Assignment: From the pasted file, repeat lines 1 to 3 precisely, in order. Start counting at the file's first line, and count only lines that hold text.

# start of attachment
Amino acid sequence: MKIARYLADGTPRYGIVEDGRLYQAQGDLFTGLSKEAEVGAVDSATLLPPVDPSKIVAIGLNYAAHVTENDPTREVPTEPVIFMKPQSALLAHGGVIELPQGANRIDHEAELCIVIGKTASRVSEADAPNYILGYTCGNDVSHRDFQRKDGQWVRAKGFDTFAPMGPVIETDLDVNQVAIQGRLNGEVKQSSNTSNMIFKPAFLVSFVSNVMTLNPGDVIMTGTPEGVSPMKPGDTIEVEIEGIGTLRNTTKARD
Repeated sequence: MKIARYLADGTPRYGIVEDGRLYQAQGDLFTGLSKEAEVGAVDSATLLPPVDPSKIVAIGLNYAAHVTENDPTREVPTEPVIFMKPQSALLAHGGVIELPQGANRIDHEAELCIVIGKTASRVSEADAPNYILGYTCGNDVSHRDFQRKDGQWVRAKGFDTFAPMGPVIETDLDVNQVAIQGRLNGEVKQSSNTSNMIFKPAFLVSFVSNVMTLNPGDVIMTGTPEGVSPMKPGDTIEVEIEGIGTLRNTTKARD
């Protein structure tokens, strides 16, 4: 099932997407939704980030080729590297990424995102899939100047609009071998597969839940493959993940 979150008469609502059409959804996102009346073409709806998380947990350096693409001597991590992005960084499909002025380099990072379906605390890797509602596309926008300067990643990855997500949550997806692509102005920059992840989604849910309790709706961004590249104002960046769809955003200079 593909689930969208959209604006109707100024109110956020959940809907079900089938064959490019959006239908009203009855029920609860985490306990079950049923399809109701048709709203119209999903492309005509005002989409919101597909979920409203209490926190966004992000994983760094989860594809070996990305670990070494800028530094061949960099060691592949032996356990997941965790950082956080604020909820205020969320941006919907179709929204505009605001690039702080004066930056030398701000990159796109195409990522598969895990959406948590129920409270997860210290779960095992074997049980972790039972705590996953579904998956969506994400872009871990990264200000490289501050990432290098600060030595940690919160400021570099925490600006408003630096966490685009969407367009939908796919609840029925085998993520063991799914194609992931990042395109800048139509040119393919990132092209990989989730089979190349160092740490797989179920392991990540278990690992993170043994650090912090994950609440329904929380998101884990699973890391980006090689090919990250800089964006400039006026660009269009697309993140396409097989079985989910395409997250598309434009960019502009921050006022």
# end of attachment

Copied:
Amino acid sequence: MKIARYLADGTPRYGIVEDGRLYQAQGDLFTGLSKEAEVGAVDSATLLPPVDPSKIVAIGLNYAAHVTENDPTREVPTEPVIFMKPQSALLAHGGVIELPQGANRIDHEAELCIVIGKTASRVSEADAPNYILGYTCGNDVSHRDFQRKDGQWVRAKGFDTFAPMGPVIETDLDVNQVAIQGRLNGEVKQSSNTSNMIFKPAFLVSFVSNVMTLNPGDVIMTGTPEGVSPMKPGDTIEVEIEGIGTLRNTTKARD
Repeated sequence: MKIARYLADGTPRYGIVEDGRLYQAQGDLFTGLSKEAEVGAVDSATLLPPVDPSKIVAIGLNYAAHVTENDPTREVPTEPVIFMKPQSALLAHGGVIELPQGANRIDHEAELCIVIGKTASRVSEADAPNYILGYTCGNDVSHRDFQRKDGQWVRAKGFDTFAPMGPVIETDLDVNQVAIQGRLNGEVKQSSNTSNMIFKPAFLVSFVSNVMTLNPGDVIMTGTPEGVSPMKPGDTIEVEIEGIGTLRNTTKARD
């Protein structure tokens, strides 16, 4: 099932997407939704980030080729590297990424995102899939100047609009071998597969839940493959993940 979150008469609502059409959804996102009346073409709806998380947990350096693409001597991590992005960084499909002025380099990072379906605390890797509602596309926008300067990643990855997500949550997806692509102005920059992840989604849910309790709706961004590249104002960046769809955003200079 593909689930969208959209604006109707100024109110956020959940809907079900089938064959490019959006239908009203009855029920609860985490306990079950049923399809109701048709709203119209999903492309005509005002989409919101597909979920409203209490926190966004992000994983760094989860594809070996990305670990070494800028530094061949960099060691592949032996356990997941965790950082956080604020909820205020969320941006919907179709929204505009605001690039702080004066930056030398701000990159796109195409990522598969895990959406948590129920409270997860210290779960095992074997049980972790039972705590996953579904998956969506994400872009871990990264200000490289501050990432290098600060030595940690919160400021570099925490600006408003630096966490685009969407367009939908796919609840029925085998993520063991799914194609992931990042395109800048139509040119393919990132092209990989989730089979190349160092740490797989179920392991990540278990690992993170043994650090912090994950609440329904929380998101884990699973890391980006090689090919990250800089964006400039006026660009269009697309993140396409097989079985989910395409997250598309434009960019502009921050006022």